The verdict: Trader Jack wins

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One thing is for certain: The Rangers are going for it.

They better be, because they just gave up quite a haul for a rental. Meanwhile, Mariners general manager Jack Zduriencik successfully turned Phillippe Aumont, Tyson Gillies and JC Ramirez into Justin Smoak and three other prospects. Impressive, to say the least.

As Craig just mentioned, Larry Stone of the Seattle Times is reporting that the Mariners will also acquire right-handers Blake Beavan and Josh Lueke and second baseman Matt Lawson. Beavan, a former first-round pick in 2007, was ranked as the organization’s No. 17 prospect by Baseball America over the winter. Neither Lueke or Lawson ranked inside Baseball America‘s top 30 for the Rangers, however the latter is averaging 14.6 K/9 this season while the former has an 809 OPS at Double-A Frisco.

The other prospects are intriguing in their own right, but Smoak is the real prize here. The 23-year-old first baseman is batting .209/.316/.353 with eight homers and 34 RBI in his first taste of the big leagues — and just .148 (4-for-27) this month —  but the young switch-hitter put together a .293/.411/.461 batting line over 599 plate appearances in the minor leagues.

Smoak is viewed as a top hitting prospect with a polished approach for his age, but he still has a lot to prove against left-handers. He batted just .215 with a 635 OPS against southpaws in the minors and those struggles have translated to the big leagues, as evidenced by his .139 batting average (11-for-79) and 473 OPS. It’s a small sample, to be sure, so while I don’t think Smoak is overmatched, he’s not exactly a finished product yet, either.

It’s a great deal for the Mariners in that they were able to take advantage of a vulnerable franchise, but keep in mind that this isn’t what their fans had in mind at the start of the season. They expected to compete for the playoffs. In essence, now the Mariners have essentially handed the Rangers the keys to the American League West. This isn’t something to be thrilled about in the short-term. And it will hurt if Lee plays playoff hero once again. But several months from now, after Cliff Lee signs with the Yankees or some other high-payroll team, the M’s will be primed to torture the Rangers with Smoak for years to come. Meanwhile, the Phillies will be fortunate if even one of Aumont, Gillies or Ramirez turns into an impact player in the big leagues.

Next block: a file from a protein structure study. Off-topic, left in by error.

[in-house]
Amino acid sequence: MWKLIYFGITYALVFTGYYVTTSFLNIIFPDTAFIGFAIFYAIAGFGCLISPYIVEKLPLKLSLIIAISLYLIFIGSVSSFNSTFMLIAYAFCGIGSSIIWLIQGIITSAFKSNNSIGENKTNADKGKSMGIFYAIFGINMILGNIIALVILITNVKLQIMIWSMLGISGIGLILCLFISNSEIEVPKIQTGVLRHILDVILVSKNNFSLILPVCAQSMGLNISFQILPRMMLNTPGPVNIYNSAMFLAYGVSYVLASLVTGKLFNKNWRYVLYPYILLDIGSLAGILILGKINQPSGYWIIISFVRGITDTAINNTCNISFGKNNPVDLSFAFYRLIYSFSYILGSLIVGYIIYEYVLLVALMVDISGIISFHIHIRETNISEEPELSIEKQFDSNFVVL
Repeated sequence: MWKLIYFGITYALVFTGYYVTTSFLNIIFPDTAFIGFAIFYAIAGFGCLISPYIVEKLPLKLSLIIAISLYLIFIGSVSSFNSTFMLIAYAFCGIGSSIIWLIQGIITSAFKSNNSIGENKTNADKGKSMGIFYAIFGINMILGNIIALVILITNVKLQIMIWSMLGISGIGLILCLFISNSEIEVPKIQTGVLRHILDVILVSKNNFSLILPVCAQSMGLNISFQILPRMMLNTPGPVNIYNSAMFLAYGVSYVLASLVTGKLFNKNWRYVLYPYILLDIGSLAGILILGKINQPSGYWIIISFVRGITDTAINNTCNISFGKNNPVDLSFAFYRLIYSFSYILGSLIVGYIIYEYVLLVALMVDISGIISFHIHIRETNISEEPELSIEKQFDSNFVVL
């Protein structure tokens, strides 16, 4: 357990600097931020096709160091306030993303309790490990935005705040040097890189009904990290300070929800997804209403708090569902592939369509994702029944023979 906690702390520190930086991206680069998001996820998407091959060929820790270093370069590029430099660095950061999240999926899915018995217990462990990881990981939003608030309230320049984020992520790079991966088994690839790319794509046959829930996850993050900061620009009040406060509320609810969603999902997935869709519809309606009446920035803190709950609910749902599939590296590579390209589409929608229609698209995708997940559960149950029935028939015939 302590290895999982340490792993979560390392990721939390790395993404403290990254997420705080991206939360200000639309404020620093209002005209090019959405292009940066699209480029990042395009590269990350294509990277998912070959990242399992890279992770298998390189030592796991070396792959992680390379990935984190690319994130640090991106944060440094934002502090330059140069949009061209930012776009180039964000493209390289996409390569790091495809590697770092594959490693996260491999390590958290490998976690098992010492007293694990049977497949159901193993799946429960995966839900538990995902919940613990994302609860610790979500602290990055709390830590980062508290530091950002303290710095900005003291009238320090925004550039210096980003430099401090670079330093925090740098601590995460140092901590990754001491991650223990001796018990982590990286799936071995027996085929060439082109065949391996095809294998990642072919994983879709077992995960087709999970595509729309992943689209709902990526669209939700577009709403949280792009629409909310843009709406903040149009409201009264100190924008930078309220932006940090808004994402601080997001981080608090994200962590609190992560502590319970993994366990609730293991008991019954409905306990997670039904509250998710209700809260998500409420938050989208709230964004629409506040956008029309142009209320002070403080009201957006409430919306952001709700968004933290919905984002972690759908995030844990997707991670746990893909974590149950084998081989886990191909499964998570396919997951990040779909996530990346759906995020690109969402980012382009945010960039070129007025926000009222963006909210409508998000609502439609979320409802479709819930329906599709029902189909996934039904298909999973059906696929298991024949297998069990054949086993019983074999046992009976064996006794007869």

James Paxton will “nerd out big-time” to stay healthy next year

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To the surprise of, well, very few, the Mariners didn’t make the cut for the postseason this year. While they threw their hats in the ring for a wild card berth, their pitching staff just couldn’t stay healthy, from the handful of pitchers who contracted season-ending injuries in spring training to Felix Hernandez‘s shoulder bursitis to structural damage in Hisashi Iwakuma‘s right shoulder. Left-hander James Paxton missed 79 days with a lingering head cold, strained left forearm and pectoral strain. Heading into the 2018 season, the lefty told MLB.com’s Greg Johns that he plans to “nerd out big-time” in order to prepare for a healthy, consistent run with the club.

So far, Johns reports, that entails a new diet and workout program, hot yoga sessions and blood testing. “I just think there’s more I can do,” Paxton said. “I haven’t done the blood testing before. Finding out if there’s something I don’t know about myself. It’s just about learning and trying to find what works for me.”

When healthy, the 28-year-old southpaw was lights-out for the Mariners. He helped stabilize the front end of the rotation with a 12-5 record in 24 starts and supplemented his efforts with a 2.98 ERA, 2.4 BB/9 and 10.3 SO/9 through 136 innings. Despite taking multiple trips to the disabled list, he built up 4.6 fWAR — the most wins above replacement he’s compiled in any season of his career to date. Had he not been felled by a pectoral injury in mid-August — one that came with a five-week trip to the disabled list — the club might have been been able to make a bigger push for the playoffs.

Of course, even if Paxton manages to stay healthy next season, the Mariners still have the rest of the rotation to worry about. They cycled through 17 starters in 2017 and tied the 2014 Rangers with 40 total pitchers over the course of the season. Per GM Jerry Dipoto, their top four starters (Paxton, Hernandez, Iwakuma, and Tommy John candidate Drew Smyly) only contributed 17% of total innings pitched, just a tad below the 40% average. Finding adequate big league arms and compensating for injured aces (both current and former) will be tough. Still, getting a healthy, dominant Paxton back on the mound for 30+ starts would be a huge get for the team — whether or not the postseason is in their future next year.